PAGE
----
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Pete Waterman Interview: Waiting for the Next Big Thing

19/03/2015 22:05 GMT | Updated 18/05/2015 10:59 BST

"I've always been driven by what people want and not what I like," says Pete Waterman OBE. "I'm lucky enough to have come into this business seeing The Beatles before they were The Beatles, when they were John Lennon and The Silver Beetles. What they were doing had been done before, yes, but they were doing it differently. But today I know somebody will come along and get everybody excited again."

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Waterman knows whereof he speaks, holding 22 number one hits after more than four decades in the business. "Seeing The Beatles, you thought, my god that's unbelievable, but nobody thought in 1962 that what they were doing was revolutionary. Only in hindsight can we see what they did was completely revolutionary.

"They gave us all a problem because they were so brilliant at songwriting that everybody now expects everyone to be as good. The truth is, we can't live up to what The Beatles left us as a legacy. They were unique."

But there's a wealth of bands out there still trying, all working hard to gain national recognition, be they bands like New Street Adventure, The Spitfires, Smoke Fairies, Doncaster wünderkinds John McCullagh and The Escorts or perhaps rising stars Syd Arthur, all aiming to surprise us, to gain our attention as did once those four lads from Liverpool who had worked long, hard hours in far flung clubs before the nation's ears were pricked.

Coventry-born Waterman has witnessed at first hand the changes in the music business as one third of renowned songwriting trio Stock Aitken Waterman, who gave Kylie Minogue and Rick Astley to the world.

Having talked in the past about a need to feel goosebumps when hearing a hit record for the first time, you realise that his early work as a northern soul DJ helped finely tune his ear. "I began my interest [in music] in 1962 when I was a DJ. My audience wanted At The Top Of The Stairs by The Formations. It was about what people paid on the door on the night to hear. I was pulling in 2,000 people at 60p a head. That kept me in work, so that outlook has to shape your career."

He says his greatest influence is still Motown "because it absolutely played to the street, and knew what the street was. These guys were the voices of my youth. To me, those Motown songs meant something.

"Tony Wilson [the late founder of Factory Records and the Haçienda] once said that Pete Waterman's got the best A&R department in the world because he's got a million playgrounds in Britain all telling him what to put out. And he was spot on." 

When he started out in the industry, Waterman says he couldn't believe his luck that he was in it. "We couldn't believe that someone was paying us eighty quid a week to do something that we would've done for nothing, which was listening to music all day, talking to artists and going into the studio. That's the bottom line. We knew we had to give a product. If you didn't sell records you were out of business. We grew up on music as part of our livelihood. We were just happy to be playing records. Now it's groovy to be in the record industry, but it wasn't when I came into it in 1970. We were classed as fairground barkers, and that's the truth!"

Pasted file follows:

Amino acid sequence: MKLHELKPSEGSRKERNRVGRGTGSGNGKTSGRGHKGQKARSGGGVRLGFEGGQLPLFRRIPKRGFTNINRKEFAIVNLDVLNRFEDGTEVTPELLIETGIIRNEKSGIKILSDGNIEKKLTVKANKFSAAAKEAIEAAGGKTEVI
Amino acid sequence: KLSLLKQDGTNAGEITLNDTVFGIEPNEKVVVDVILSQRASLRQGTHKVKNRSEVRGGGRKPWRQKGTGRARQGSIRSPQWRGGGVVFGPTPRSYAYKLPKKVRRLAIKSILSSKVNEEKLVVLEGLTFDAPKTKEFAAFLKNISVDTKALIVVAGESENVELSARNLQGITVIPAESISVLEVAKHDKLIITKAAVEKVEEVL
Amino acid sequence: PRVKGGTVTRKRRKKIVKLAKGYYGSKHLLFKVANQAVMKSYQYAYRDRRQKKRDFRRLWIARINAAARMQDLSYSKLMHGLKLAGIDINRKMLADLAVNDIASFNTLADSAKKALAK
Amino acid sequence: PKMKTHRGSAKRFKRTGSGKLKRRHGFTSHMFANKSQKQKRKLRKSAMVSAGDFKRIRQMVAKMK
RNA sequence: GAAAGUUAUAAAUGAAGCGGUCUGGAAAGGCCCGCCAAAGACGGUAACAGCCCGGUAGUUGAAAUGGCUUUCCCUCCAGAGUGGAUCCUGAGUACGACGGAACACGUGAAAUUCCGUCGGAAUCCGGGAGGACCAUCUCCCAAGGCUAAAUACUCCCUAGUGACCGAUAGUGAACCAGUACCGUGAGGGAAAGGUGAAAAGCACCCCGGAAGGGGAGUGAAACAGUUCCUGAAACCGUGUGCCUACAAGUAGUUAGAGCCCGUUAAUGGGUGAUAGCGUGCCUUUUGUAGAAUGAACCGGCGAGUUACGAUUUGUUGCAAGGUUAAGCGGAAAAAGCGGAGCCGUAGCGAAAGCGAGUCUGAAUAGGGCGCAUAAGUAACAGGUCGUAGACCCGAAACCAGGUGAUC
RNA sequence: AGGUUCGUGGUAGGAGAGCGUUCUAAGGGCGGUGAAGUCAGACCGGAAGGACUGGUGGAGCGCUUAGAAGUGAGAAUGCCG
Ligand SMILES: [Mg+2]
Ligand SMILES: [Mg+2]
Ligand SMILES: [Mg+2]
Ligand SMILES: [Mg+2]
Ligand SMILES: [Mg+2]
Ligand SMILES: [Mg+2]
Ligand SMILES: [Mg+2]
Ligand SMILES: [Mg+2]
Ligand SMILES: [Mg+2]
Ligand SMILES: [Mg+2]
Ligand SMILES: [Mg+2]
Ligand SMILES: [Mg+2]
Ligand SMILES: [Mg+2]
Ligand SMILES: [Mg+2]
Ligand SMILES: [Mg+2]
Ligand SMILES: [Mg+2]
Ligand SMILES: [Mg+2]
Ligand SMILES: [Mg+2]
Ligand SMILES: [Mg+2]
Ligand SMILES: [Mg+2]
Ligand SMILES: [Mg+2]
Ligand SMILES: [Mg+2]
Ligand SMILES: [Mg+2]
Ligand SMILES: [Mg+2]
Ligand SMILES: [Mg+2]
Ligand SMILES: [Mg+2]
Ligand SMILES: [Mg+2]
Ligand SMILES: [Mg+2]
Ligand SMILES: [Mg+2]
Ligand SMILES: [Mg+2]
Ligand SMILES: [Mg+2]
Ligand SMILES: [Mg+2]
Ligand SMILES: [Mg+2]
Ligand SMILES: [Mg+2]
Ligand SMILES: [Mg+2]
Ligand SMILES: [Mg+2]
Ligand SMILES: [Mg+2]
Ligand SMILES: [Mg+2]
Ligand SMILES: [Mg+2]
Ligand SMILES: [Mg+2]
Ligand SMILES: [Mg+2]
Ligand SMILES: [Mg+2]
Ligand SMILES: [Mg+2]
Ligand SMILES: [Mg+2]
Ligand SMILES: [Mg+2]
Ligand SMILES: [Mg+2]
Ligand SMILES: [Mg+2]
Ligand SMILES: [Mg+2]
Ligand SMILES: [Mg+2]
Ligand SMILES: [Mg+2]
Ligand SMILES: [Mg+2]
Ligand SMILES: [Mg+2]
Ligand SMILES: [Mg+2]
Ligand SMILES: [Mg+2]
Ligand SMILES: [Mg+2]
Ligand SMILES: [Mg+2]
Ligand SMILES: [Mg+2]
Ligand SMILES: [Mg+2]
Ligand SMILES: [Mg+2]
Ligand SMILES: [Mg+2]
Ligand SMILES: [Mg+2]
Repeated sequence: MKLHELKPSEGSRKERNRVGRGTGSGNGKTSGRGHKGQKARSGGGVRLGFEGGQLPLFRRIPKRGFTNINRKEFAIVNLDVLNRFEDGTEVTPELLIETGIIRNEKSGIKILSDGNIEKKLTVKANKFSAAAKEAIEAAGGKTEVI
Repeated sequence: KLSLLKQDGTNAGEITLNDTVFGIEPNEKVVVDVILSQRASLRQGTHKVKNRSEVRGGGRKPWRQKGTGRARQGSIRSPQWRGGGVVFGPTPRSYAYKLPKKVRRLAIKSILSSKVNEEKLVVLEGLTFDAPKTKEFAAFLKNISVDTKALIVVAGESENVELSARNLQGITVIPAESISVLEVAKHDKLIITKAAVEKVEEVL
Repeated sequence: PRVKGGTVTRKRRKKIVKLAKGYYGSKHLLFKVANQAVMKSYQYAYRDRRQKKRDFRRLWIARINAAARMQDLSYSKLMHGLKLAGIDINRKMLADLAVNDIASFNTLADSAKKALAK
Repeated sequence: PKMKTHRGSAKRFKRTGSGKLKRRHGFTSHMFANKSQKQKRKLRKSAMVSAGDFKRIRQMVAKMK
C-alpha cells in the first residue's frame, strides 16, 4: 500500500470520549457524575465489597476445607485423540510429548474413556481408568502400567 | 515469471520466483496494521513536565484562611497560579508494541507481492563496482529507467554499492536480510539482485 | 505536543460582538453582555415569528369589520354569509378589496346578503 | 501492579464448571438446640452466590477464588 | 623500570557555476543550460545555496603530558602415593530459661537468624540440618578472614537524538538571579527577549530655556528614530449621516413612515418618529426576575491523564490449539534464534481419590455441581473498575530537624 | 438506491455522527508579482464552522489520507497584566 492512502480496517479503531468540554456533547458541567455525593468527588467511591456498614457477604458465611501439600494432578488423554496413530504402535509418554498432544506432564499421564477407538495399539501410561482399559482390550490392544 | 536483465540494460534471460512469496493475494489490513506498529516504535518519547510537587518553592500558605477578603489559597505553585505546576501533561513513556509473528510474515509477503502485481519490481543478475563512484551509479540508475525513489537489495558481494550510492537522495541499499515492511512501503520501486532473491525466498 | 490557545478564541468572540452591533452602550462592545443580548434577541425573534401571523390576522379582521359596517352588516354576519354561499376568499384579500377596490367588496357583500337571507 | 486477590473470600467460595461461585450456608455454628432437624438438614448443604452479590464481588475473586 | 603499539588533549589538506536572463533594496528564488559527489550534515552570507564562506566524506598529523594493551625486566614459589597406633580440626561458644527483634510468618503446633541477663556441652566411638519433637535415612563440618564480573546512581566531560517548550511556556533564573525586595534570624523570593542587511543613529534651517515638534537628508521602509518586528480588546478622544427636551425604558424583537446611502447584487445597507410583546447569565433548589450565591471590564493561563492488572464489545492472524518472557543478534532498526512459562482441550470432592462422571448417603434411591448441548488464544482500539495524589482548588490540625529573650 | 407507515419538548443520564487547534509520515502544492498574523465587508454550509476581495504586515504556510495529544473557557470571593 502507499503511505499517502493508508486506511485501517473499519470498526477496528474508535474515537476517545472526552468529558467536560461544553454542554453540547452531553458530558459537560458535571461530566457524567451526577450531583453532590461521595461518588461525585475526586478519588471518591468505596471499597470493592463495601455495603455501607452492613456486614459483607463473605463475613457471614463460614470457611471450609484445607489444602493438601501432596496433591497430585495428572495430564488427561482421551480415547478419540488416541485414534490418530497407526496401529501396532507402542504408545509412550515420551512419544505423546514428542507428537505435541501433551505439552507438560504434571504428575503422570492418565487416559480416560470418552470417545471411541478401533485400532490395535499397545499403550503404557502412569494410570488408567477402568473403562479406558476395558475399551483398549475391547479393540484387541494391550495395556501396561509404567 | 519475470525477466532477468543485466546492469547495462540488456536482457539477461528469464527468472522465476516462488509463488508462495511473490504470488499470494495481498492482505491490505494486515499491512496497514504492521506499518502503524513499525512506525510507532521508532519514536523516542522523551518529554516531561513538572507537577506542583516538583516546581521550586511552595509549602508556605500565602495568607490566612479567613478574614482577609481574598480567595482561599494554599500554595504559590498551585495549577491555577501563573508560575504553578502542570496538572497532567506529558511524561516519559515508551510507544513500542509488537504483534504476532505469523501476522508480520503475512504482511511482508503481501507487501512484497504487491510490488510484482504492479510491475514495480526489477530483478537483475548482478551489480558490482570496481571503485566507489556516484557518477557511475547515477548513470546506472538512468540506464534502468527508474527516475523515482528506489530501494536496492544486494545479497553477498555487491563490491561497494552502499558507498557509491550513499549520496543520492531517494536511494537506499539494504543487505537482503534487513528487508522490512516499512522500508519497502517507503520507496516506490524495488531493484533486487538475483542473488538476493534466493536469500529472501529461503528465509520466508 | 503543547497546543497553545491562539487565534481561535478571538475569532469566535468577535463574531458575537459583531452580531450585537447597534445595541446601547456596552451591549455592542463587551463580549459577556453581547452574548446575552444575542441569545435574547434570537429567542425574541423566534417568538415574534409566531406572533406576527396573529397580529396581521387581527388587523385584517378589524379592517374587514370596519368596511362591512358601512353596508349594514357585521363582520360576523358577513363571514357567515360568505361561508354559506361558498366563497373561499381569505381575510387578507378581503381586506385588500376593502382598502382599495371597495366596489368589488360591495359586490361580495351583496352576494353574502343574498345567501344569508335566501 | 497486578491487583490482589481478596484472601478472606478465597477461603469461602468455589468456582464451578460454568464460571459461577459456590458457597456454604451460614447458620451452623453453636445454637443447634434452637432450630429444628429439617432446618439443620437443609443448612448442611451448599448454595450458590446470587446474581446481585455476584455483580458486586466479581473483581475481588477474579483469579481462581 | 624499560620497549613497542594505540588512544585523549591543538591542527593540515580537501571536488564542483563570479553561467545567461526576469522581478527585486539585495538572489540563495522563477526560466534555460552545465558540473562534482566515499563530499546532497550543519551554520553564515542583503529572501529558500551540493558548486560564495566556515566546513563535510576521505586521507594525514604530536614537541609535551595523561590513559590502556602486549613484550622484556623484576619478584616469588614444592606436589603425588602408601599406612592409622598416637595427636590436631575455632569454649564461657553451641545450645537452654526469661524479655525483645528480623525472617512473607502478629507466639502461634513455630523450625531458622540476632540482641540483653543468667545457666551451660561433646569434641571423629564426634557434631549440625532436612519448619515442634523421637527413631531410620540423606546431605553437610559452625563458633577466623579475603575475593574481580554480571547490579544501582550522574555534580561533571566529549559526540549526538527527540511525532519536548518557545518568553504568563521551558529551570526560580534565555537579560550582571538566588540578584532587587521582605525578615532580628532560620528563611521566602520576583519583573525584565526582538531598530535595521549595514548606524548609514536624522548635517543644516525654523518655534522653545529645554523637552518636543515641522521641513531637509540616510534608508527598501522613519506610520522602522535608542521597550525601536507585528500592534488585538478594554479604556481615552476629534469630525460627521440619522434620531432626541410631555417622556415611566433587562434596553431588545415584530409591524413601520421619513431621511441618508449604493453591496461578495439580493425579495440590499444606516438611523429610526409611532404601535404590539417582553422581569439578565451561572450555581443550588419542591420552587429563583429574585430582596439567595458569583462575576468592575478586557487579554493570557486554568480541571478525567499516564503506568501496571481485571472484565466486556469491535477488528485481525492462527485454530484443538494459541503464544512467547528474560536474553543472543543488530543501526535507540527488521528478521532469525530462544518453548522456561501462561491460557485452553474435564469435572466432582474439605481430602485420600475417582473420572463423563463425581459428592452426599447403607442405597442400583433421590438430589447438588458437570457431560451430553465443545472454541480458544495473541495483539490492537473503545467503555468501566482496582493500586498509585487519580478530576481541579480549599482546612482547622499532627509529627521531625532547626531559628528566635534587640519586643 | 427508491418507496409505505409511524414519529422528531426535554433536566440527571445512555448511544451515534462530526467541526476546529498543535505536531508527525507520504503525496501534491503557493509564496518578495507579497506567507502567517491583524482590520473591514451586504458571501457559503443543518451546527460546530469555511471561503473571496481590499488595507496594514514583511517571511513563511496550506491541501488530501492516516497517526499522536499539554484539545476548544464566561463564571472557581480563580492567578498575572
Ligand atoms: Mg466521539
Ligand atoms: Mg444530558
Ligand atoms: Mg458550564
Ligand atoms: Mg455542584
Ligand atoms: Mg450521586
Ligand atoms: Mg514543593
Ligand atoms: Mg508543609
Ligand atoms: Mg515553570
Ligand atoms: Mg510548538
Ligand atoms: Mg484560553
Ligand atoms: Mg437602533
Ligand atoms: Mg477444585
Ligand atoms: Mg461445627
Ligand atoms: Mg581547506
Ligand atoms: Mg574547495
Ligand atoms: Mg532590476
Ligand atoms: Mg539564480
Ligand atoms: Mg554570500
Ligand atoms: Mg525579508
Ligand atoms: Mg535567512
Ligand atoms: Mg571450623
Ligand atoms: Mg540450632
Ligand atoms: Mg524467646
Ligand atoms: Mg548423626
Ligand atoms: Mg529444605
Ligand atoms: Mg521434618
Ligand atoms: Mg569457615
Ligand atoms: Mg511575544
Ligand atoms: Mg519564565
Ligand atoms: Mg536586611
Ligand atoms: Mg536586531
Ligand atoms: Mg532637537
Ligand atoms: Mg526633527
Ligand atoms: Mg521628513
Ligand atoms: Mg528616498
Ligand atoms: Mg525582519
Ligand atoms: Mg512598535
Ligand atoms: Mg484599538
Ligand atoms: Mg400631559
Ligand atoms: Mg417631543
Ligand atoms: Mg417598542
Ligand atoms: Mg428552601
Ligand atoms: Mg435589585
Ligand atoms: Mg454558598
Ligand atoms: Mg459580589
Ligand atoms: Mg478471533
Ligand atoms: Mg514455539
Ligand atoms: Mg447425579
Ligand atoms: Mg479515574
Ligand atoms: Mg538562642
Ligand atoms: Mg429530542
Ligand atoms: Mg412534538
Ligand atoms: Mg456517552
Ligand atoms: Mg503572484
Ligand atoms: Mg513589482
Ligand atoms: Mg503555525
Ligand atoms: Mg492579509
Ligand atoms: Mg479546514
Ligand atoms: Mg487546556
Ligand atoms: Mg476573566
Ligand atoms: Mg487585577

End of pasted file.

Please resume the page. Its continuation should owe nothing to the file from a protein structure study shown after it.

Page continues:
With the recent re-releases of Kylie Minogue's LPs Kylie, Enjoy Yourself, Rhythm Of Love and Let's Get To It, Waterman's presence can still be felt. "Pop music goes in trends, in cycles. At the moment the Americans are dominating the market, but I've seen this all before. When we came into the marketplace, before Kylie, we were constantly being told that singles were dead. We signed Kylie because we thought we could break that artist. It's not fanciful to say that none of us understood the power of Neighbours."

But can an artist be over-exposed? "Yeah, I think they can, but in the singles market, where it was so competitive, if you could keep a single alive for six or seven weeks, that's the most you could do. Some artists now have three records in the charts. That was impossible back in my day. If you were really lucky you got 10 weeks, and that was a big record if you got that."

He laments that there's no clamour for the product today, and says "what we've lost now is the physical stuff. It's interesting to me that everybody's now talking about vinyl coming back, because it's an ownership thing. You own vinyl, but you don't own a download".

Yet music will forever remain Waterman's life blood and he'd never be able to turn his back on it. "Never," he says. "I love the business when it goes like this. You can't pack in music when it's in your blood. I'll pack it in when I shuffle off this mortal coil and not before because it is still the most incredible thing there is."

Photo courtesy of Sarah Lee/Matt Ingham